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Girl Scouts gather at Brooksby Village

Nearly 100 Girl Scouts live at Peabody community

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March 14th, 2017
Ethel Leonard, a longtime Girl Scout troop leader and volunteer, was instrumental in bringing together Girl Scouts who live at Brooksby Village, the Erickson Living community in Peabody, Mass.

Ethel Leonard, a longtime Girl Scout troop leader and volunteer, was instrumental in bringing together Girl Scouts who live at Brooksby Village, the Erickson Living community in Peabody, Mass.

It’s been 105 years since Juliette Gordon Low assembled eighteen girls from Savannah, Ga., on March 12, 1912, to form the first Girl Scout troop.

Since that time, Girl Scouts has grown to more than 2.7 million members—1.9 million girls and 800,000 adult volunteers, according to organization’s website.

Brooksby Village, the Erickson Living community in Peabody, Mass., is home to nearly 100 Girl Scouts who get together each March to celebrate the organization’s birthday.

The first gathering of Brooksby’s Girl Scouts was arranged by residents Ethel Leonard, Bonnie Palace, and Marjorie Snodgrass in March 2012 to celebrate the Girl Scouts’ centennial anniversary. 

Rounding up the troops

“As the hundredth anniversary approached, I thought there must be other Girl Scouts living at Brooksby,” says Ethel, who joined her first troop in Dorchester in 1934 at the age of 12. “I put out a notice and received close to a hundred replies.”

To celebrate the centennial, the Girl Scouts gathered in Brooksby’s catering room, where they recited the Girl Scout promise and law, sang scout songs, enjoyed a performance by a Juliette Gordon Low impersonator, ate sugar cookies made from an original Girl Scout recipe, and closed with “Taps.”

“It was such a success that we decided to make it an annual celebration,” says Ethel.

In addition to the birthday celebration, Brooksby’s Girl Scouts have bonded through other scout-related activities.

In October 2012, a group of young Girl Scouts from Danvers invited former Girl Scouts living at Brooksby to join them on a walk along the Danvers Rail Trail, which runs past the community.

The generations swapped stories about their scouting experiences as they walked, then headed over to Brooksby for cookies and juice.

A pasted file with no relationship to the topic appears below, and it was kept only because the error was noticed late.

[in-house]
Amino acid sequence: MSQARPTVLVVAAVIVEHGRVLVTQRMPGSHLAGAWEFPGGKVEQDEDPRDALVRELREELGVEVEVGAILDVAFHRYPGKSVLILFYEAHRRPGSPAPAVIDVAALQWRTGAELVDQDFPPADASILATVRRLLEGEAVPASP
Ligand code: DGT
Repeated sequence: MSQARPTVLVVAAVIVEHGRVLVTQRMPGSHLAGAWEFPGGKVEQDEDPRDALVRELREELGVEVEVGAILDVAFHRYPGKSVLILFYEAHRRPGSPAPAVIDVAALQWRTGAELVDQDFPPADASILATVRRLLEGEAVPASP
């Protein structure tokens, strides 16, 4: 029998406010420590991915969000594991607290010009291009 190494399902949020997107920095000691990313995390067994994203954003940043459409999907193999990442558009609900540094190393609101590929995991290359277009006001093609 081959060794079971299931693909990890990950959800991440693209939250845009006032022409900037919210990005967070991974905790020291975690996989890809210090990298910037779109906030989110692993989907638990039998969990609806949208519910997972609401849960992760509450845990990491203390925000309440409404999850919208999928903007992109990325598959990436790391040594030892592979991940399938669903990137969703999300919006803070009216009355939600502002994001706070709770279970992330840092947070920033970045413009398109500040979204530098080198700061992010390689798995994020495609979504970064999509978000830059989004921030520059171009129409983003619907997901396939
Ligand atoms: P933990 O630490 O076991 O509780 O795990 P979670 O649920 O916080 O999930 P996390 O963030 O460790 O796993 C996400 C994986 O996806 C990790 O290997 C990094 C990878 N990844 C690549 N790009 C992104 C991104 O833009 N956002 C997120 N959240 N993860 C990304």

“We were thrilled to have the girls come,” says Ethel. “It was a great time of sharing between generations.”

Time of reflection

Brooksby’s Girl Scouts have also traveled together to Camp Cedar Hill in Waltham for annual brick dedication ceremonies.

At one time, Cedar Hill was a private estate featuring a replica of the maze at Hampton Court Palace in London. Now Cedar Hill is a day camp run by the Girl Scouts of Eastern Massachusetts. At the site of the former maze is a path of commemorative bricks bearing messages from friends of the Girl Scouts.

Ethel purchased a brick to honor a troop she once led, and Ethel’s daughter Ellen purchased a brick to honor her mother.

“Several of us from Brooksby have gone to Cedar Hill for the brick dedications over the past few years,” says Ethel.

This month, as Brooksby’s Girl Scouts prepare to celebrate the organization’s 105th anniversary, many of them can’t help but reflect on its impact on their lives.

“I loved the program and felt it was a nurturing experience helping me grow up,” says Ethel, who spent 55 years as a Girl Scout volunteer.

Finding her path

Ethel’s contributions as a Girl Scout leader, first in Dorchester, then in Lynnfield where she raised her family, have garnered numerous accolades from the organization, including an engraved sterling plate given to her by the Hawthorne Council and recognition by the Spar and Spindle Council in North Andover. But Ethel’s most treasured Girl Scout memorabilia are the scrapbooks containing photos of all the girls whose lives she’s touched throughout the years.

“The Girl Scout mission remains the same: to build girls of courage, confidence, and character who make the world a better place,” says Ethel. “But Girl Scouts have also kept up with the times. Girls today can earn badges for website design, digital photography, or business etiquette. It’s all about helping each girl find her own path.”

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